- Category: NEWS
- Published on Monday, 02 July 2012 08:19
We spent the night under the starlit sky, with the mountainous mass of Erymanthos towering over us. The silence was broken only by the sound of river Selinoundas flowing below, two or three cars, which crossed the country road in the early morning hours, and the constant ringing of bells, coming from an invisible goat pen. As daylight broke, we heard the goats ascending the green slopes, in the same direction we were to follow shortly afterward. 'Apart from herding, there's not much to do up here”, said the shepherd we met on the way. This might explain how the landscape has escaped the destructive effects of human intervention, which are normally associated with other means of subsistence, such as tourism or agriculture. “I sell the milk to the cheesemaker, 1.10 euros for a kilo. Almost all of the cheese is exported to Germany. Meat is harder to sell. Who can afford organic meat these days?” he adds, eager to keep the conversation going.
These...pastoral scenes did not take place in some remote village on the Pindus mountain range, but within the Achaia prefecture, less than 50 km away from the city of Patras. The area's scarcely populated villages belong to the municipality of Kalavryta and in the winter are stormed by thousands of visitors, drawn mostly by the local ski resort. They have, however, retained their traditional character, since the old stone houses have not been replaced with cheap, modern constructions. The small settlements are surrounded by dense fir and pine forests, which are crossed by the mountain trails leading to the nearby peaks.
We searched for the path to mount Kallifoni near the edge of Ano Vlasia village, built on the mountain's slopes, in the shade of tall firs. “We know nothing of heatwaves here”, we are informed by the residents of the last house before the forest. Yet the sun is merciless on higher grounds, where the trees give way to low vegetation- bright green bushes and innumerable wildflower species. In mid-June, the last patches of snow, small reminders of a long winter, are melting fast. Still, the panoramic view of the surrounding peaks and the little villages between them is a refreshing sight for city eyes worn out by grey walls and traffic jams.
Some consider Kallifoni a part the Erymanthos range, others regard it as a separate mountain. In any case, it does not constitute a popular destination, especially among non-hikers. During the three and a half hours it took us to reach the peak, at an altitude of 1,998 meters, the only by-passer we encountered was a frightened rabbit. On our return, we met a pastoral dog, the lonely guard of yet anoth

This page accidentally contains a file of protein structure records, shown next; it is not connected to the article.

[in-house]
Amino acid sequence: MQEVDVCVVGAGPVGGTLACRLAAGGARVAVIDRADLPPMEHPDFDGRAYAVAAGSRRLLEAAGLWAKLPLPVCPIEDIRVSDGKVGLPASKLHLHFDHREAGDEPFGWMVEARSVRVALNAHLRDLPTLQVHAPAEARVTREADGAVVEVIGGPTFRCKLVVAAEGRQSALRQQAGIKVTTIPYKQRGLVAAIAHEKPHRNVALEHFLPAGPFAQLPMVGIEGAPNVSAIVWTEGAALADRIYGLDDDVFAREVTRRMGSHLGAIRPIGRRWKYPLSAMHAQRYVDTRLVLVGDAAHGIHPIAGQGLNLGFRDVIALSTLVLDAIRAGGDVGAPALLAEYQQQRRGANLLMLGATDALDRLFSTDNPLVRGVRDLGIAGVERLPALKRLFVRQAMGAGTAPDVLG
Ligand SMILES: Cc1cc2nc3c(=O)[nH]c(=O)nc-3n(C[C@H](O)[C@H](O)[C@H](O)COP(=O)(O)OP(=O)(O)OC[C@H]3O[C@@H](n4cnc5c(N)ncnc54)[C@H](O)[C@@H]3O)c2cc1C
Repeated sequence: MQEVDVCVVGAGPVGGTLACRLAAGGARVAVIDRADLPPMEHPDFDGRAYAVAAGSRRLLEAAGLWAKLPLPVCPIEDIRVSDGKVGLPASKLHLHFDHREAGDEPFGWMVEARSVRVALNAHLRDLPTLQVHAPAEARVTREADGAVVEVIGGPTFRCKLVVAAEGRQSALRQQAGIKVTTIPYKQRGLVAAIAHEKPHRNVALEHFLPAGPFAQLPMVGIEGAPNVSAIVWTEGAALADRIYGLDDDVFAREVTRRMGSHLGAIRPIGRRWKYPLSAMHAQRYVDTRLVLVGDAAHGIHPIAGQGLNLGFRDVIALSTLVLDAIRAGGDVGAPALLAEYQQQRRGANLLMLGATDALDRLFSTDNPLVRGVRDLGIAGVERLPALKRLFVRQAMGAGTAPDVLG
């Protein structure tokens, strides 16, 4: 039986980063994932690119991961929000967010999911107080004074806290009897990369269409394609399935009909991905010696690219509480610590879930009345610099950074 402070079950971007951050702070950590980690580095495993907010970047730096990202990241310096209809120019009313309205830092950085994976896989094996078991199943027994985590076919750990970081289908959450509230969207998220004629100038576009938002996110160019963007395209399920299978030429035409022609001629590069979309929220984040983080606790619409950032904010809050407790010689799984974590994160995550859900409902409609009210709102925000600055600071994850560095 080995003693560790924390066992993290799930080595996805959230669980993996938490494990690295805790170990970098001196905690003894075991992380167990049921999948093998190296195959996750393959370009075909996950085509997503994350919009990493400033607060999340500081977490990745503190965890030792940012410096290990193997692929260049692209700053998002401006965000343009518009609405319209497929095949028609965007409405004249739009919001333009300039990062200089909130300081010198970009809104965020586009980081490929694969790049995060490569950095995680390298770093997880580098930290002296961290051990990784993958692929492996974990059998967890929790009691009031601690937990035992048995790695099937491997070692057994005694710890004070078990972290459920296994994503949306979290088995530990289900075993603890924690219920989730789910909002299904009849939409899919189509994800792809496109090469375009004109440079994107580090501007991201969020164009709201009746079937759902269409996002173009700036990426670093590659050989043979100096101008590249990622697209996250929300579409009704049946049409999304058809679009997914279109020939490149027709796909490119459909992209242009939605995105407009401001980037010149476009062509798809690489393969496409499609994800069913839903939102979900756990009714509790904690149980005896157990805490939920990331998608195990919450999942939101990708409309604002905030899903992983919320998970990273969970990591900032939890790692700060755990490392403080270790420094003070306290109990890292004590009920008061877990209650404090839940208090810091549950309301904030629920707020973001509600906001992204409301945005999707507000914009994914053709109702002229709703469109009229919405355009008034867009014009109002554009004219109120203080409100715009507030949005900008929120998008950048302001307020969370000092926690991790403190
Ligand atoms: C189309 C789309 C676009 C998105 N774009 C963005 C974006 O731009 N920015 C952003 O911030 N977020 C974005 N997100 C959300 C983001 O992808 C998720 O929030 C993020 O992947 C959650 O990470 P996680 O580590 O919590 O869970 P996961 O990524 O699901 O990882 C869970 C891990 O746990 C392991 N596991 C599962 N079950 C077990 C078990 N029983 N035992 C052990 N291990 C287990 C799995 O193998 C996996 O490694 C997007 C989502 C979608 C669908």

er goat herd, who was immediately excited at the sight of humans. At first he seemed unwilling to leave our side, but just when the sound of hooves was beginning to fade, he ran away without looking back, guided by some inner voice of duty.
A branch in the road just outside Ano Vlasia leads to the monastery of St. Nicolas and the forested hill bearing the same name. The wooden signs we found by the country road led us to the waterfalls of St. Taxiarchis. Steps carved in the rock descend to the small stream's bank,
surrounded by perennial maples. We later learned about the unique sight, created as the water disappears into a cave, before it finally meets river Selinoundas. Probably as a result of exhaustion, our exploration ended at the small lake formed by the stream's biggest waterfall, which proved ideal for a refreshing ice-cold dip.
In the winter, when Erymanthos, Chelmos and Kallifoni are once again covered with snow, Kalavryta and its surrounding villages might once again be bustling with activity. Still, the steep peaks, the pristine forests and the region's remote settlements have no need for “tourism infrastructure” or “development”- their natural beauty is more appealing than any man-made “attraction” could ever be.
Author: Christina Sanoudou
photos: Panos Bampaloukas